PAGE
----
When reality is stranger than fiction, and family history is unveiled in a new light, inner strength and fortitude shine bright for teenager Josephine Lavoie.
Patricia Ward’s new YA novel, The Cherished, is an exploration of belonging, a tale of generational trauma, and a fantasy thriller oozing with mystery around every corner. Readers are introduced to Josephine, who goes by JoJo, through a family party with wealthy grandparents and a mother who has remarried after the death of JoJo’s father.
JoJo is longing for the days she can escape what she sees as a dead end of comfort without enjoyment when a letter arrives at her home announcing she has inherited a house and its tenants from her estranged grandmother in Maine. Ecstatic at the opportunity to leave her life behind for new adventures, JoJo convinces her mother to take her to the property.
The excitement soon turns to cautious intrigue as JoJo is forced to confront her painful past, shared with the reader only in confused snippets of dreams and flashback sequences. Soon, JoJo begins to realize the stories her father told before his psychiatric treatment and eventual death were more than fairy tales.
Mythical lore of cruel kidnappings and a town of terror seep into JoJo’s cherished memories of her father and grandmother as a young girl. Reality becomes a cruel reimagining of everything JoJo thought she knew about her family’s murky past, and the teen finds herself thrown into a violent family history she desperately wants to rewrite. Fairies and otherworldly magic reveal a haunting tale of forgiveness, family, and grief as JoJo races to save a town and protect her mother.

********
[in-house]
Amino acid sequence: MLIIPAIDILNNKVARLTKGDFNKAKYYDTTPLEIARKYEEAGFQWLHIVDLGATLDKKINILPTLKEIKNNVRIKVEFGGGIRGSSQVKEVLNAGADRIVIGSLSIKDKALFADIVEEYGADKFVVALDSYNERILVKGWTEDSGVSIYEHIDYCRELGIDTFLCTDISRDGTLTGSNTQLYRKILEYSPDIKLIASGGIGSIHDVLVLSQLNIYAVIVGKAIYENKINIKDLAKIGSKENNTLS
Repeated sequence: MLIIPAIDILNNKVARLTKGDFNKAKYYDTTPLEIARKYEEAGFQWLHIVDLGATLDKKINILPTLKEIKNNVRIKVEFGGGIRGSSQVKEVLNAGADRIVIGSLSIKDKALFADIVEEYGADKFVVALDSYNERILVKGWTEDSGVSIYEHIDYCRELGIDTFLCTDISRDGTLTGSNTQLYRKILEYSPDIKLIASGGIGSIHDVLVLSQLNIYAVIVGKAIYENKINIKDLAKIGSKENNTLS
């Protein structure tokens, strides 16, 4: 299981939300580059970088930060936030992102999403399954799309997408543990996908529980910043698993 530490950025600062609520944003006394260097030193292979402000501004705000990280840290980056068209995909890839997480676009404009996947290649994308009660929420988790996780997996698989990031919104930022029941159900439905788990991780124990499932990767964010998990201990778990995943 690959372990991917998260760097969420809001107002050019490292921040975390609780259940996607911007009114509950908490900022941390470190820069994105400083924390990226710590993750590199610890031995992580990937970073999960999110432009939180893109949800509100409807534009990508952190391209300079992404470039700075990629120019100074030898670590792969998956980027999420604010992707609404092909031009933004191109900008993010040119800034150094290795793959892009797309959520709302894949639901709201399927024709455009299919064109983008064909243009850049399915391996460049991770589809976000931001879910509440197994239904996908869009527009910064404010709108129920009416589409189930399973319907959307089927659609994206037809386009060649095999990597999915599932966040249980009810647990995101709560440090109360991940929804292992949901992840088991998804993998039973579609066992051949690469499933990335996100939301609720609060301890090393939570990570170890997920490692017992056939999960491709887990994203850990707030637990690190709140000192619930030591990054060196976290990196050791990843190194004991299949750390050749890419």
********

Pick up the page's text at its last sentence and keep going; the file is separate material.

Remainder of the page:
The real crux of the plot doesn’t seem to occur until well into the last third of the novel, but the worldbuilding and character backstories that take up most of the story are filled with complex relationships and humorous quips. The Cherished features a wonderful ensemble of characters who bring depth to JoJo’s angsty teen feelings and ground the otherwise fantastical story in a modern sense. The imagery paints a portrait of decay at the same time JoJo infuses a modern edge to a centuries-old setting.
Among the heavy topics are also moments of relief, as JoJo spends a good half of the book seemingly lost without an internet connection or cell phone reception. At times slow, and at other times all too fast, the pacing of the story is occasionally difficult to grapple with, though this feeling for the reader does mimic the pain of the characters in the race against time.
The Cherished is a great choice for YA readers looking for a story about love and loss who won’t mind that story being built within the fantasy genre. The trauma, grief, and eventual partial healing of the characters take center stage in this novel.
A copy of this book was provided by the publisher, HarperCollins, for review.